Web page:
Utah Symphony’s cautious opening proves a moving experience

Fri Sep 18, 2020 at 9:46 am
By Catherine Reese Newton
Thierry Fischer opened the Utah Symphony’s season with a program of music for strings Thursday night at Abravanel Hall. Photo: Kathleen Sykes

The Utah Symphony opened its 2020-21 season on time Thursday night, ending a six-month intermission. Earlier the same day the Utah Department of Health reported a state record of 911 new cases of the novel coronavirus.

The orchestra took abundant care in its first concert since the Covid-19 pandemic stopped the music world in its tracks. The Abravanel Hall stage was extended to allow at least 6 feet of distance between the night’s performers—about 40 string players, joined briefly by harpist Louise Vickerman and even more briefly by principal percussionist Keith Carrick. 

There was a similar buffer between audience members and groups. Patrons were admitted to the hall on the honor system after prior confirmation that they were healthy and without Covid symptoms and reaffirming their commitment to wear face masks for the duration. For good measure, violinists and violists brought their instrument cases onstage with them to minimize backstage interaction. Similarly, the short, hour-long program dispensed with intermission and avoided unwonted milling of audience members.

The necessary precautions seemed like a small price to the 160 listeners in Thursday’s audience. (The orchestra expects up to 400 for each of the next two evenings.) Prolonged applause greeted music director Thierry Fischer, who saluted concertmaster Madeline Adkins with a fist bump as he took the stage. The traditional opening-night rendition of The Star-Spangled Banner carried more pathos than at any time since the immediate aftermath of 9/11.

Fela Sowande’s “Joyful Day” opened the show in festive fashion. In this first movement from the Nigerian composer’s 1944 African Suite based on West African tunes, it may have taken a few bars for the string sound to coalesce, but the orchestra soon showed itself in top form.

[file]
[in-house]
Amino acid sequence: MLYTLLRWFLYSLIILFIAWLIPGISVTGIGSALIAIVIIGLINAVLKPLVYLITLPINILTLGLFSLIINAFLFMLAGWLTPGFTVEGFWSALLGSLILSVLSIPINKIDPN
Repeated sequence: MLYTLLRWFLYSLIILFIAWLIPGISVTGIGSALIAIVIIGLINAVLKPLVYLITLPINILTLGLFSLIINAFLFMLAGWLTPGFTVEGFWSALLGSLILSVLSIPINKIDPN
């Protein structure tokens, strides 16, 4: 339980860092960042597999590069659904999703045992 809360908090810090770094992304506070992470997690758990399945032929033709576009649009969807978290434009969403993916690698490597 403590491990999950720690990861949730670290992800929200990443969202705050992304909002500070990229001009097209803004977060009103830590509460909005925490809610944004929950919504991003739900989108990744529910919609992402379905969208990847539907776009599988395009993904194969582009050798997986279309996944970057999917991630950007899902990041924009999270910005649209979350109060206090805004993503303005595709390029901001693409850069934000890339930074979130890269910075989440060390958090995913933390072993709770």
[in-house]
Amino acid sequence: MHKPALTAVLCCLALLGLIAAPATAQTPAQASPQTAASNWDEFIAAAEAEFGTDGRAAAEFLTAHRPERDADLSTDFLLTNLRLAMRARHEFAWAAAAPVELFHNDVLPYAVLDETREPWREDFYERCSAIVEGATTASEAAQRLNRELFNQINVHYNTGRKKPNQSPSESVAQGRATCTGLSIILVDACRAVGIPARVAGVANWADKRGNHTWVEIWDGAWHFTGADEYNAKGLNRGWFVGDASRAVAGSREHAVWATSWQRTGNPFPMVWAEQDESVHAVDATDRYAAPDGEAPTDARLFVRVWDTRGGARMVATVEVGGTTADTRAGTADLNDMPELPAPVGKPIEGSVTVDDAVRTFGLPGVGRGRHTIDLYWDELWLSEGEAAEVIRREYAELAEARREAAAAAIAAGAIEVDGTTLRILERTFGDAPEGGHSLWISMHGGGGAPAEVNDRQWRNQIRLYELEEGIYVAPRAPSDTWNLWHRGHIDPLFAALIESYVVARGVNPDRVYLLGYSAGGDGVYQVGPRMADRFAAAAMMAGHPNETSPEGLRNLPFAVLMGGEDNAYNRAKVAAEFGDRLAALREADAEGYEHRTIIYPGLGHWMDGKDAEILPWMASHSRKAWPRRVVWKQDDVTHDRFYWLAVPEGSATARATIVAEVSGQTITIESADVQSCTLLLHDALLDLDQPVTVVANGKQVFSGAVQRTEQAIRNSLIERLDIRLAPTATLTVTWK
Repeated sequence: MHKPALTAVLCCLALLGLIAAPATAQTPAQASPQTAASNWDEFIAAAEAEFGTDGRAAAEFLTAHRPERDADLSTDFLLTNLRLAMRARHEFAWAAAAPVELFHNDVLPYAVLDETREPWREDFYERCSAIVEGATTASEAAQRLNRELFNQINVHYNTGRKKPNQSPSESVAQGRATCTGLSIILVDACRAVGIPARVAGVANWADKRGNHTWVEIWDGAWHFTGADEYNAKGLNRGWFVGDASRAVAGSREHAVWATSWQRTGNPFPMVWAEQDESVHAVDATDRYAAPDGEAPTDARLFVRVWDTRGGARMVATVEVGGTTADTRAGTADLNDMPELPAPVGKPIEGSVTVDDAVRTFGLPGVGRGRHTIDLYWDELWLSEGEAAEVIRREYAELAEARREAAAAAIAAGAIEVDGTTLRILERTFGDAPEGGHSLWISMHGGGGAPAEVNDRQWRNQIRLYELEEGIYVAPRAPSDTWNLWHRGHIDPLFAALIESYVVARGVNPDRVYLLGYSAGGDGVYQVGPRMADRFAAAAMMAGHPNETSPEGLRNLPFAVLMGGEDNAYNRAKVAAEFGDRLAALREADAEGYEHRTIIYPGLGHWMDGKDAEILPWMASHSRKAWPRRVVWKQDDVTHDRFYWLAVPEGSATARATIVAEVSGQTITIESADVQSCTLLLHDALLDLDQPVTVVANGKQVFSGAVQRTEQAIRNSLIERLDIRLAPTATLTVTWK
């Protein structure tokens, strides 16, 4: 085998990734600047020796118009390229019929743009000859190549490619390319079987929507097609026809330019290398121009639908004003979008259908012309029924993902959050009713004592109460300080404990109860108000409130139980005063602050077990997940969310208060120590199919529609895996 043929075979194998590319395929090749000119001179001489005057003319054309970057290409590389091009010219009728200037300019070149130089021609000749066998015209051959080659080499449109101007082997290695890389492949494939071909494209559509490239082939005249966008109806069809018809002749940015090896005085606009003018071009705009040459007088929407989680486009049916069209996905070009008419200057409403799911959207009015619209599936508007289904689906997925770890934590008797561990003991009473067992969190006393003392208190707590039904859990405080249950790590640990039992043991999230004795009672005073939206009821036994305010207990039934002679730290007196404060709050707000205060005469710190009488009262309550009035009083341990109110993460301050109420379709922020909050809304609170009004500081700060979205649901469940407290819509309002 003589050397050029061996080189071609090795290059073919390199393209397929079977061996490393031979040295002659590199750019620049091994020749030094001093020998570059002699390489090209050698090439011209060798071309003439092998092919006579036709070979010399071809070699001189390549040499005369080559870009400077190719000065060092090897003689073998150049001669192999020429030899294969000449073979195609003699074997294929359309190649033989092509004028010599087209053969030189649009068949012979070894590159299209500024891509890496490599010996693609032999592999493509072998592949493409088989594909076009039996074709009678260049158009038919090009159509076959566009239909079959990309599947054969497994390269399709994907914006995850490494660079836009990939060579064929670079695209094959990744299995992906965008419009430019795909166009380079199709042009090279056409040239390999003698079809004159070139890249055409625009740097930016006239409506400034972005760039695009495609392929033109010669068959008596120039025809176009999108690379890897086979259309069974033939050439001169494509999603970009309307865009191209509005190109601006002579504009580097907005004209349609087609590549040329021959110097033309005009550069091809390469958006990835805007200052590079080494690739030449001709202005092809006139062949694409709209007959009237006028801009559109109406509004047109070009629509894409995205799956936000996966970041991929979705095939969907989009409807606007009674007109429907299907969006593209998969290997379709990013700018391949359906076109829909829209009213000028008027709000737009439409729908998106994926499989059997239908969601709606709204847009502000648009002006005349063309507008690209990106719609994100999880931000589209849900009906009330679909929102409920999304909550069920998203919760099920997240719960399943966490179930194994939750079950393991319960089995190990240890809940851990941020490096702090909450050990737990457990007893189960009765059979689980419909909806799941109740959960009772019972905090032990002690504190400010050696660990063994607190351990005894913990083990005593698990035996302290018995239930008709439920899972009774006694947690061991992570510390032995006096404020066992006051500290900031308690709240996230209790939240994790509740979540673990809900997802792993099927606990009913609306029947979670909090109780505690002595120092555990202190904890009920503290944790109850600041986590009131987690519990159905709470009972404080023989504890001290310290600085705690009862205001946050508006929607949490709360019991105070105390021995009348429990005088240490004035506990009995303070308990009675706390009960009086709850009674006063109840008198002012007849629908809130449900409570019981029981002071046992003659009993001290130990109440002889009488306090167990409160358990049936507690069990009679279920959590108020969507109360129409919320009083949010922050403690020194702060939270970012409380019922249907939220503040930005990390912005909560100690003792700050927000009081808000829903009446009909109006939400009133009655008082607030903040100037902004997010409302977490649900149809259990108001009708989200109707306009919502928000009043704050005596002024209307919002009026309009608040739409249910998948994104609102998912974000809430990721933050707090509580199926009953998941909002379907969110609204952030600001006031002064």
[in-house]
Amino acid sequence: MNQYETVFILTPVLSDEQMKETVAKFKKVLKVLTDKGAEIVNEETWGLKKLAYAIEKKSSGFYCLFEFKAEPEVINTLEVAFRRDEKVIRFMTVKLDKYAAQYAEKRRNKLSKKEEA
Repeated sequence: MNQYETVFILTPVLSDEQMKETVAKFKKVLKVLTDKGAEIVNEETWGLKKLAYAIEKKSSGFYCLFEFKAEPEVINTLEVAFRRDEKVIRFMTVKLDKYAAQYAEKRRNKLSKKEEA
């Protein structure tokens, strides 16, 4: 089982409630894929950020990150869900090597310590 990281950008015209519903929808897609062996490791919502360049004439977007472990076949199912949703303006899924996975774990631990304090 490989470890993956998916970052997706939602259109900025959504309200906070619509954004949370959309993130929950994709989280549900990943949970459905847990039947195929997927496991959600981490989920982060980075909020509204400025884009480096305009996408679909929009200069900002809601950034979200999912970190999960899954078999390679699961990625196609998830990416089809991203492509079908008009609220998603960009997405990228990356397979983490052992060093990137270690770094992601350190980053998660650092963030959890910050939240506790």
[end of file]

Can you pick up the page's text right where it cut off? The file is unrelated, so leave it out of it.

Barber’s Adagio for Strings followed, in case anyone needed a reminder that we’re living through a somber time. The performance was sensitively shaped, with a climax of shattering poignancy.

Photo: Kathleen Sykes

The string orchestra got to show even more range in the short evening’s major work, Tchaikovsky’s Serenade for Strings. The cellists gave the first movement enough heft to make listeners forget they were hearing only half an orchestra. The ensuing second waltz brought a welcome light touch. The remainder of the piece felt like the embodiment of cautious optimism, blossoming gloriously from the gentlest of beginnings.

“You simply cannot imagine how happy we are to be here tonight,” the masked but clearly emotional Fischer said in announcing the three unbilled selections that followed: Puccini’s lilting I crisantemi, Sowande’s danceable “Akinla” (also from the African Suite) and a string arrangement of Copland’s “Hoedown” from Rodeo.

Fischer closed the evening with a novel way of bringing the rest of the Utah Symphony into the proceedings. Early in the pandemic, the orchestra commissioned the 4-minute Fanfare of Hope and Solidarity from Augusta Read Thomas, then recorded their parts at home. The finished performance, expertly edited by Andrea Peterson and projected above the Abravanel Hall stage, was a touching and bittersweet closer.

The Utah Symphony will repeat the program 7:30 p.m. Friday and Saturday. Seating is limited and strict health protocols must be observed. 

Next week’s concerts will feature Bach’s Brandenburg Concerto No. 3 and Schoenberg’s Verklärte Nacht. Masterworks programming for the rest of 2020 will be announced as the public-health situation unfolds. utahsymphony.org; 801-533-6683.

12 Responses to “Utah Symphony’s cautious opening proves a moving experience”